There’s a lot more to joint credit accounts than one might first consider. Slight differences in types of joint accounts can significantly impact your credit scores and debt liability. Before you add an authorized user to your account or cosign on a loan for a friend or relative, make sure that you read the information below.
1. There are 2 different types of joint credit accounts
Joint Credit Account:
As a joint account holder you incur an inquiry upon applying for the account, you are 100% liable/responsible for the debt, and the account reports to your credit file.
Authorized User Account:
As an authorized user, you do not incur any inquiries when added to the account, you are not responsible for any of the debt but, the entire payment history and account info reports to your credit file.
2. Joint Accounts, Individual Credit
Although you may have joint accounts with your spouse or family member you still have an individual credit report. Joining accounts does not joint credit files, your credit history, debt liability, and credit scores are still uniquely yours and yours alone.
3. Divorce decrees cannot reappropriate debt from credit reports.
Courts can reassign responsibility for debt such as personal loans, credit cards, auto loans, mortgages, etc… Entering a judgment that one spouse to take 100% responsibility for the debt but, they cannot force the credit bureaus to reassign the responsibility from the credit reports and remove the account from a credit report.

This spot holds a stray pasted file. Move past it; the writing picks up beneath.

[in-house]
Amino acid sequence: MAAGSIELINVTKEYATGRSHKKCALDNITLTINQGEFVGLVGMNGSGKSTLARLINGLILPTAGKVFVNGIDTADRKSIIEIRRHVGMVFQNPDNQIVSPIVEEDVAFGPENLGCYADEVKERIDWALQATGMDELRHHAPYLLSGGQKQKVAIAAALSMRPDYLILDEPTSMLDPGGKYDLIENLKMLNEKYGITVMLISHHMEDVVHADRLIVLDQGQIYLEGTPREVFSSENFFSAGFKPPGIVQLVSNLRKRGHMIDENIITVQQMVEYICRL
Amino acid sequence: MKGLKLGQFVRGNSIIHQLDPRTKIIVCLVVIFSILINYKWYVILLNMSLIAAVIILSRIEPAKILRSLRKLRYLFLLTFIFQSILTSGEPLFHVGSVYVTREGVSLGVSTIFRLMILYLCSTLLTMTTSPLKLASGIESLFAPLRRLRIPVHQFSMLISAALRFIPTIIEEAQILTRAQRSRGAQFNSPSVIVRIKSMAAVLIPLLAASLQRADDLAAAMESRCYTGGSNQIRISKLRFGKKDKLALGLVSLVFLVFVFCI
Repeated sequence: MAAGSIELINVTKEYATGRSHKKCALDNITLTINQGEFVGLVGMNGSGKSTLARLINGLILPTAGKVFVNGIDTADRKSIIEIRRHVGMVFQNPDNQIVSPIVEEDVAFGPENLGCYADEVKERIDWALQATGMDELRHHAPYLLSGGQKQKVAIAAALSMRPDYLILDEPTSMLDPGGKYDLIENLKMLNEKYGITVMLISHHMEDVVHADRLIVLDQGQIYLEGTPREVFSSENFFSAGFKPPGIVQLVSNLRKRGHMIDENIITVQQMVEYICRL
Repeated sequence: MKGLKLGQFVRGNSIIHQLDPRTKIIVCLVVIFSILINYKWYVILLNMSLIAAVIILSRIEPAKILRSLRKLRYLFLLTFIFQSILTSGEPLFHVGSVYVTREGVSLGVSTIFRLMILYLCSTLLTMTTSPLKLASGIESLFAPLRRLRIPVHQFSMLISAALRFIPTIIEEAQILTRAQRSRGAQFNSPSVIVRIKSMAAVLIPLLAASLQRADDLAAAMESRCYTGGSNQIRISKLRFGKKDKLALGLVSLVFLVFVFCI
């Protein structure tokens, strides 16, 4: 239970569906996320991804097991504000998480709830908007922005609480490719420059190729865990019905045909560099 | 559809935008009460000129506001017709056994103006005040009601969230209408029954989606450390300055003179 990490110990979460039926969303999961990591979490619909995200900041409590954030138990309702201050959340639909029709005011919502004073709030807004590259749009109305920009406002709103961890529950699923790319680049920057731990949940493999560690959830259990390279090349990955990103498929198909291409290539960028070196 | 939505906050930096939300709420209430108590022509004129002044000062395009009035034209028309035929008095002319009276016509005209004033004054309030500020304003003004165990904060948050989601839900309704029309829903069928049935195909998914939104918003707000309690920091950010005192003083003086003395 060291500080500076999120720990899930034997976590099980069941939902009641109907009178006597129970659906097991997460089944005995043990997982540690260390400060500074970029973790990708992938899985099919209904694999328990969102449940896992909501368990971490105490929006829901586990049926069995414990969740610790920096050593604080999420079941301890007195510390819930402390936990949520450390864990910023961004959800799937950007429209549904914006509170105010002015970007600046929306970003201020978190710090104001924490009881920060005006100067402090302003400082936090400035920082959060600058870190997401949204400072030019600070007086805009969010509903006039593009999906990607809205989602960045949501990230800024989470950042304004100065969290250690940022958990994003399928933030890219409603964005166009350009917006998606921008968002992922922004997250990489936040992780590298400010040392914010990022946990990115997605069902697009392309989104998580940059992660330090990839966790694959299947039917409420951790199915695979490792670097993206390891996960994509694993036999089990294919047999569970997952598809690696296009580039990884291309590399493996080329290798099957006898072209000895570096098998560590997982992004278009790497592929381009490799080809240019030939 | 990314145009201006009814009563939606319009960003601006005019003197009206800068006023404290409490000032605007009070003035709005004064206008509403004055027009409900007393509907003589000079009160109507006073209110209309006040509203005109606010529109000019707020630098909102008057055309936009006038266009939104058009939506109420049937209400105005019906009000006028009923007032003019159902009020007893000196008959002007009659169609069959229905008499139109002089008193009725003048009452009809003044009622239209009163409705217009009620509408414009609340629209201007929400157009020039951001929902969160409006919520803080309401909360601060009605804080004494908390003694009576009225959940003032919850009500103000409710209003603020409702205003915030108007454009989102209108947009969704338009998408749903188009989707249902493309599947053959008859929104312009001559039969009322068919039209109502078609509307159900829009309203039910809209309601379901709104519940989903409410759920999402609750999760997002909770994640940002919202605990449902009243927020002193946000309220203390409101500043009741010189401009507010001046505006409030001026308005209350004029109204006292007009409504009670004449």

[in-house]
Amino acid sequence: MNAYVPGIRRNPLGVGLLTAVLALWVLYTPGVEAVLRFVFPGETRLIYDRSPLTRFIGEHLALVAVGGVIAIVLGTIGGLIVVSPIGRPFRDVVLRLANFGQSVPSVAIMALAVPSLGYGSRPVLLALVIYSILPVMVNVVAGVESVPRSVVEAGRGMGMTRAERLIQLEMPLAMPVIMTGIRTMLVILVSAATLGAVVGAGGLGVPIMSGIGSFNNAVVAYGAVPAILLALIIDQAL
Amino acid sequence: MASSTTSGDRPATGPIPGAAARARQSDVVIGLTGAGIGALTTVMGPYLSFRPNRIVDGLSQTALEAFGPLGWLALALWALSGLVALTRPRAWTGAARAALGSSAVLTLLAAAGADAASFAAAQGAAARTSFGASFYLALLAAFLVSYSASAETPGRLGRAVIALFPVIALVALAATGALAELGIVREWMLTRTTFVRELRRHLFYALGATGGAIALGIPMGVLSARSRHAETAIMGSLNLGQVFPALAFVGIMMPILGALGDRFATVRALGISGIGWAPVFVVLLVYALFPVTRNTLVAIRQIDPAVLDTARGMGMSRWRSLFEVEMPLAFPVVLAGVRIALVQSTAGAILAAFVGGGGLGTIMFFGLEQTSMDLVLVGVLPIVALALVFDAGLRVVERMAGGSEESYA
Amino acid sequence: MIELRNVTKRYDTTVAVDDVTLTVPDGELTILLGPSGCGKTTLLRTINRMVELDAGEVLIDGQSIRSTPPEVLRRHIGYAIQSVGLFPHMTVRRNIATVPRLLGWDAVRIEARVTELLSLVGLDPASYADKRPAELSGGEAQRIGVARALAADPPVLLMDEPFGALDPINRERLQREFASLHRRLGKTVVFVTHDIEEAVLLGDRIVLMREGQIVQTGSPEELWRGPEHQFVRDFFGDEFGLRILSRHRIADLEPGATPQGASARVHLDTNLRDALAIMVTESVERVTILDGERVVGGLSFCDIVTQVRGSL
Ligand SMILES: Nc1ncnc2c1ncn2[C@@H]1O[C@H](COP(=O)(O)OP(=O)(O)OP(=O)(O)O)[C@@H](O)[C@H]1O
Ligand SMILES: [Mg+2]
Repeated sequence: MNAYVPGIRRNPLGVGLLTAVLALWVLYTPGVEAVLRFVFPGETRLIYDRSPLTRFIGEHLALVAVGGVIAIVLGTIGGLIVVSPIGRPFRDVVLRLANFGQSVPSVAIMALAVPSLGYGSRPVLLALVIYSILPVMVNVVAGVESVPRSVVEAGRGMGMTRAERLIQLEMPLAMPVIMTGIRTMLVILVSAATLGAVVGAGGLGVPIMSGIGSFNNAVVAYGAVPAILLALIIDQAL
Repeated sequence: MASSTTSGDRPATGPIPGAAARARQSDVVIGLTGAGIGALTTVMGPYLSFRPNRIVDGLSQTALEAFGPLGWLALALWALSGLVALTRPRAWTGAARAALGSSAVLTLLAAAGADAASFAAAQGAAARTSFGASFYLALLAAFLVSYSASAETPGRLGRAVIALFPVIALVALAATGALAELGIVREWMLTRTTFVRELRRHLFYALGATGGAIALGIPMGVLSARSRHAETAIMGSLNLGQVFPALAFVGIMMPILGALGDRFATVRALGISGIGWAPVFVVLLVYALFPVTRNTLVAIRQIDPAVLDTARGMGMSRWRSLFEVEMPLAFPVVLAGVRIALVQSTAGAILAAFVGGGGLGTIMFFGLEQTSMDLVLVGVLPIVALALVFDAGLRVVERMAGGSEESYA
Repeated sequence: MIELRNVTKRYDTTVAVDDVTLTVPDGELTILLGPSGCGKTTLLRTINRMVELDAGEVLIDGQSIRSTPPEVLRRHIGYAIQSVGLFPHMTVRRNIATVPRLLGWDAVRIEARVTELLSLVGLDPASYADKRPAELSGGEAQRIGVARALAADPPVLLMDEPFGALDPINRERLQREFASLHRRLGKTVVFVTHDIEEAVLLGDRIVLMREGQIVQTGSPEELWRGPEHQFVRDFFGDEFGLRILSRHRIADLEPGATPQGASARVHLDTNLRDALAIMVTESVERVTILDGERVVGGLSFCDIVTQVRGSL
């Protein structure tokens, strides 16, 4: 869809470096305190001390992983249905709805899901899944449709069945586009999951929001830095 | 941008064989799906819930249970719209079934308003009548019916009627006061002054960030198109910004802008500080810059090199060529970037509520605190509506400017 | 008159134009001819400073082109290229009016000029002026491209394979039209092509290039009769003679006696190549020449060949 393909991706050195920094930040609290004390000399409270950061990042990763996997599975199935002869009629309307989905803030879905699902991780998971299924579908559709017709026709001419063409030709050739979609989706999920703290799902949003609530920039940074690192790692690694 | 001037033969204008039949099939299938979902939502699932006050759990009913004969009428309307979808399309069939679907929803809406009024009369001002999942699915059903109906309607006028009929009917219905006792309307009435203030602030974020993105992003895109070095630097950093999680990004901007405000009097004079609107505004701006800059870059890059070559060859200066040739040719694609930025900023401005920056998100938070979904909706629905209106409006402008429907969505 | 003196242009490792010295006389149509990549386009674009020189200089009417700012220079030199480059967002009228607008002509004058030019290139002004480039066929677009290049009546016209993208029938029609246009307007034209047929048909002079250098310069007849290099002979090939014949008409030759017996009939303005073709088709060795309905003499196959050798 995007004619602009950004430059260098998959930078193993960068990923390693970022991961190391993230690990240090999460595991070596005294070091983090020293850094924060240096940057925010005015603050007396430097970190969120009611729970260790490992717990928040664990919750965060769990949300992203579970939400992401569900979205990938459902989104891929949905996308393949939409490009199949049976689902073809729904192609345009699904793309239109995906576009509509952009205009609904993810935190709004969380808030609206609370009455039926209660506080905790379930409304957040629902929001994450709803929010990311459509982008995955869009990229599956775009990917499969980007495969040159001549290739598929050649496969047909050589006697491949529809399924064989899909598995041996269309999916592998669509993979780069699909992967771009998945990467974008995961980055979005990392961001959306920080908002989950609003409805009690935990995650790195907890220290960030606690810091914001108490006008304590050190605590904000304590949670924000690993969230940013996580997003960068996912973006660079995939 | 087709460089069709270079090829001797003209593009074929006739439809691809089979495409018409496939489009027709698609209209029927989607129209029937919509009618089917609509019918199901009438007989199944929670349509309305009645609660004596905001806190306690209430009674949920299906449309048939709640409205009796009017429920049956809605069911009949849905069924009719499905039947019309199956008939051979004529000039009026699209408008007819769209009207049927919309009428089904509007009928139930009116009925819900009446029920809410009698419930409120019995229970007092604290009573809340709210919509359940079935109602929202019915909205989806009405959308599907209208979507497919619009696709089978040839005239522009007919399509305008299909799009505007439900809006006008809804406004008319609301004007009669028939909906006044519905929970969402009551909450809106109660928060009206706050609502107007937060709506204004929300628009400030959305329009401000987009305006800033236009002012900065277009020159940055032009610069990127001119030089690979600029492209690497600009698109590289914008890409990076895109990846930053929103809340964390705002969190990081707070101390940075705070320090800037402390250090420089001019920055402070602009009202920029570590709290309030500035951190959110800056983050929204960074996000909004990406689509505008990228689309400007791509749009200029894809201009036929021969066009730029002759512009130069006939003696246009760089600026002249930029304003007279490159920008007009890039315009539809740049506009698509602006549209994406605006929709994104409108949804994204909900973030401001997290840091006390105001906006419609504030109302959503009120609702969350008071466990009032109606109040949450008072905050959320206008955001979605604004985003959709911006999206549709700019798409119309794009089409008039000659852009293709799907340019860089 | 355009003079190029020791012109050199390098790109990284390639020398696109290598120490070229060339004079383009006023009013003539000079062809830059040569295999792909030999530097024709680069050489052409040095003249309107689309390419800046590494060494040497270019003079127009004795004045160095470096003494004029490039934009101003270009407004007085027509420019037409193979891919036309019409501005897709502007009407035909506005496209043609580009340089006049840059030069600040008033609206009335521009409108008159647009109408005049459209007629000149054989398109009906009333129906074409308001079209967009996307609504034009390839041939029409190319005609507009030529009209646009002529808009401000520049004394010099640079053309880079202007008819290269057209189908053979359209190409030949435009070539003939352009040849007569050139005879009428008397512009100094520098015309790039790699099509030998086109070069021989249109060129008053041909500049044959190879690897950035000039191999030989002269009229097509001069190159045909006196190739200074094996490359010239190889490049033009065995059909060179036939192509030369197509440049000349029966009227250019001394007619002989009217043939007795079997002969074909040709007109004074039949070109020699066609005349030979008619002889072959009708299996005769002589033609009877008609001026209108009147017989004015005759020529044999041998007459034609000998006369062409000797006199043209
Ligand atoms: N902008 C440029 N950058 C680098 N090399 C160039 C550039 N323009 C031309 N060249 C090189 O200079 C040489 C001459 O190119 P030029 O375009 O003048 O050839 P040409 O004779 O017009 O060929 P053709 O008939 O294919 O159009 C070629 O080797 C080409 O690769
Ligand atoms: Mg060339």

4. Co-Signer has 100% Responsibility.
Although there may be 2 signers on a debt you may think that each is liable for 50% of the responsibility. The reality is that both the primary signer and the cosigner are each liable for 100% of the debt. If the primary signer falls behind, the lender can go after the cosigner via collection agency and even file suit for 100% of the debt.
5. Household Income is a thing of the past
Remember when you filled out an application for credit 10-20 years ago, it would ask you for your household income. That way an unemployed housewife could qualify for a credit card based on her spouses income. Well, the Federal Reserve changed that. As of right now, lenders can no longer use household income to determine a consumer’s ability to repay a loan. Individual income has replaced household income, this leaves stay at home /unemployed spouses with limited options for getting a loan.
6. Joint Credit, Joint Reward, Joint Punishment
Joint credit means that you can benefit from the positive payment history that populates your credit report and increases your scores when the account is being paid on time. You can also be punished for a derogatory payment history that lowers your credit scores and destroys any chances of you being able to qualify for a mortgage, auto loan, credit card, etc… all because you cosigned for someone who missed some payments on their loan.
Be careful who you cosign for and make sure that you have the means of taking over the payments on the loan if the primary signer cannot.